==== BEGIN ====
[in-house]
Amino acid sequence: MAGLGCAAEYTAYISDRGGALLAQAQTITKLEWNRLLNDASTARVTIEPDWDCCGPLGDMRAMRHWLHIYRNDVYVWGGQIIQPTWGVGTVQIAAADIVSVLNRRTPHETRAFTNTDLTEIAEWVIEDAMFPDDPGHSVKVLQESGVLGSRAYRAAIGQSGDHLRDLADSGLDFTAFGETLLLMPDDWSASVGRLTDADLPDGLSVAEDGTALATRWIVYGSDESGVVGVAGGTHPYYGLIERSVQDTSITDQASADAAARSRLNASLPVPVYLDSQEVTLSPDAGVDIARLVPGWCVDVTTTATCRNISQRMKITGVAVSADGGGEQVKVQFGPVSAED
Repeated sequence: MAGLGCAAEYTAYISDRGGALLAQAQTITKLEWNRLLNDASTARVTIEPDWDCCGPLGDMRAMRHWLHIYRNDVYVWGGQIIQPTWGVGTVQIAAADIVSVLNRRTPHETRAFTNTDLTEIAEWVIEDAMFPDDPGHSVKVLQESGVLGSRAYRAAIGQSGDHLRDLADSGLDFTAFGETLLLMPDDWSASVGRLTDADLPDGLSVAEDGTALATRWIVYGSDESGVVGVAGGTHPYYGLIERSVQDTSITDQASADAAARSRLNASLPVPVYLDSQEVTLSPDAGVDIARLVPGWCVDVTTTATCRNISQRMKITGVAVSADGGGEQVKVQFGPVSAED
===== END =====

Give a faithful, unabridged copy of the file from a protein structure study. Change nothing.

[in-house]
Amino acid sequence: MAGLGCAAEYTAYISDRGGALLAQAQTITKLEWNRLLNDASTARVTIEPDWDCCGPLGDMRAMRHWLHIYRNDVYVWGGQIIQPTWGVGTVQIAAADIVSVLNRRTPHETRAFTNTDLTEIAEWVIEDAMFPDDPGHSVKVLQESGVLGSRAYRAAIGQSGDHLRDLADSGLDFTAFGETLLLMPDDWSASVGRLTDADLPDGLSVAEDGTALATRWIVYGSDESGVVGVAGGTHPYYGLIERSVQDTSITDQASADAAARSRLNASLPVPVYLDSQEVTLSPDAGVDIARLVPGWCVDVTTTATCRNISQRMKITGVAVSADGGGEQVKVQFGPVSAED
Repeated sequence: MAGLGCAAEYTAYISDRGGALLAQAQTITKLEWNRLLNDASTARVTIEPDWDCCGPLGDMRAMRHWLHIYRNDVYVWGGQIIQPTWGVGTVQIAAADIVSVLNRRTPHETRAFTNTDLTEIAEWVIEDAMFPDDPGHSVKVLQESGVLGSRAYRAAIGQSGDHLRDLADSGLDFTAFGETLLLMPDDWSASVGRLTDADLPDGLSVAEDGTALATRWIVYGSDESGVVGVAGGTHPYYGLIERSVQDTSITDQASADAAARSRLNASLPVPVYLDSQEVTLSPDAGVDIARLVPGWCVDVTTTATCRNISQRMKITGVAVSADGGGEQVKVQFGPVSAED